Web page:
David J. Schwarz | Z-Axis, . . .
David J. Schwarz
|Biography Statement Ask the Artist In the Studio|
David J. Schwarz received his Master of Science, with an emphasis in Glass, from Illinois State University, Normal, in 1982. He studied there with Joel Philip Myers . Schwarz taught at the Pilchuck Glass School from 1979 to 1986 in the summers. His works have been shown throughout the United States, in Canada, and in France.
Some of David Schwarz's glass sculptures are in the permanent collections of the City of Seattle; the Museum of Art and Archaeology, at the University of Missouri- Columbia; and the Corning Museum of Glass in Corning, New York.
In understanding my work and to know why I do what I do, it will help to know a little about my background and a few of the major influences that have affected my directions.
For three generations now the men in my family have been engineers. When I completed my military tour in the Army in 1974, and with no idea what career I wished to pursue, the simplest and most obvious choice was to continue the tendency of my brothers, father, and grandfather and pursue a career in engineering. For two summers while going to school, I worked for the Washington State Department of Transportation surveying and inspecting concrete. While training for a career in engineering my escape and passion was jewelry. I had and I guess I still do have a weakness for the brilliance of a wonderfully cut gem.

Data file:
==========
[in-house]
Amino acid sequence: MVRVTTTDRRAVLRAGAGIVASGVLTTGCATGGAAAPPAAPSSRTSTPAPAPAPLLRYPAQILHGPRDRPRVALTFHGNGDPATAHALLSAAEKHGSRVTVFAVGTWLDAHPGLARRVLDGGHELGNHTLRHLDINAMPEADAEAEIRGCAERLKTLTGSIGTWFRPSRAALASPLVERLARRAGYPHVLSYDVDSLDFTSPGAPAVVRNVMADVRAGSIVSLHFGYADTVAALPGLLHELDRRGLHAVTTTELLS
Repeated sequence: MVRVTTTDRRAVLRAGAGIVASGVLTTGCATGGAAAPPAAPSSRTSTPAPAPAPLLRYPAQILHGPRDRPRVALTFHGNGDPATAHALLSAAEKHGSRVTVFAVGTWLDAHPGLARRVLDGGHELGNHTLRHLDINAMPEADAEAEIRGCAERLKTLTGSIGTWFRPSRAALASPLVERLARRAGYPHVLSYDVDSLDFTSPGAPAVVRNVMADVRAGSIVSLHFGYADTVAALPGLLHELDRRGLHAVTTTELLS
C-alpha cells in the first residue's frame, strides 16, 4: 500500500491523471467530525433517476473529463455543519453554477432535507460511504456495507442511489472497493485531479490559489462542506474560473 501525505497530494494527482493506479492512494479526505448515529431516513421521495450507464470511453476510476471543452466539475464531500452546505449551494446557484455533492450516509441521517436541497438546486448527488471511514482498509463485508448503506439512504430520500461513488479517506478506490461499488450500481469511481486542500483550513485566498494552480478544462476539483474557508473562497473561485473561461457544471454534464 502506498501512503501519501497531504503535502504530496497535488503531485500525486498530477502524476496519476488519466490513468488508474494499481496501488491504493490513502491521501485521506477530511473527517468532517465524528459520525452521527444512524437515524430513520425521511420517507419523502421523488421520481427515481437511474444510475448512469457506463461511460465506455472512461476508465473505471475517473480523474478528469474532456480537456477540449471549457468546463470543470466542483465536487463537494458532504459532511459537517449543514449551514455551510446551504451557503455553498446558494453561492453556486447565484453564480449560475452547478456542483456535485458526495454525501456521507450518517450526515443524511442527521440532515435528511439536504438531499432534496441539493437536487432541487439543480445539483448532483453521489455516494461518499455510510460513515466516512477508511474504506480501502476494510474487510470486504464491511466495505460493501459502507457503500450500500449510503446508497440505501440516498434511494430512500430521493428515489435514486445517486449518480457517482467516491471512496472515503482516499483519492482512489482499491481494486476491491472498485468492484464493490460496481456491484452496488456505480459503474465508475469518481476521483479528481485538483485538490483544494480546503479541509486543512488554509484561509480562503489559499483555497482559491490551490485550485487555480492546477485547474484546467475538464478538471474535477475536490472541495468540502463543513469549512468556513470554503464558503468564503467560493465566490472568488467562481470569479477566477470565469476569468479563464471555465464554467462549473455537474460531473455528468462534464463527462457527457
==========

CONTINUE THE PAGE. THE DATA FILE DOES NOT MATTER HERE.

My "Z-Axis" series represents my interest in illusionary space. In geometry, X-Axis is the horizontal line, the Y is the vertical, the Z-Axis is the imaginary line that goes back into space. I am interested in the Z-Axis--the physical and emotional perception of three-dimensional space through illusion. Optics, perspective, translucency, and color are all tools in trying to create a more perfect illusion.
I draw structures that read mass, and place them in an environment devoid of gravity. Through the use of optics I give the structures life and the freedom to move about my space.
I want my work to be visually explored. While the viewers eye is moving about my space I am hoping that the eye will evoke a physical reaction or sensation of weightlessness.
Where do you get the ideas for your work?
Do you work alone on your craft, or with others?
Do you ever teach, or take on apprentices?
What's the most exciting part of creating your works?
What's the most difficult part of creating your works?
What sort of technology do you use in your work? Has the technology of your craft changed dramatically over the past 100 years?
Do you have any advice for somebody just starting out?
Can you share a "secret of the trade" with us--something nobody else knows or that you found out only after years of experience? Put another way--what do you wish somebody had told you when you were just starting out that might have saved you hours of wasted effort?
What are we missing by experiencing your work through the Internet and not seeing/hearing/feeling/smelling/touching it in person?
In the Studio
VIDEO (1 MB) Rolling the molten glass . . .
VIDEO (1.8 MB) Shaping the molten glass . . .
VIDEO (1.1 MB) Viewing "in the round"...
|Adrian Saxe||Lincoln Seitzman|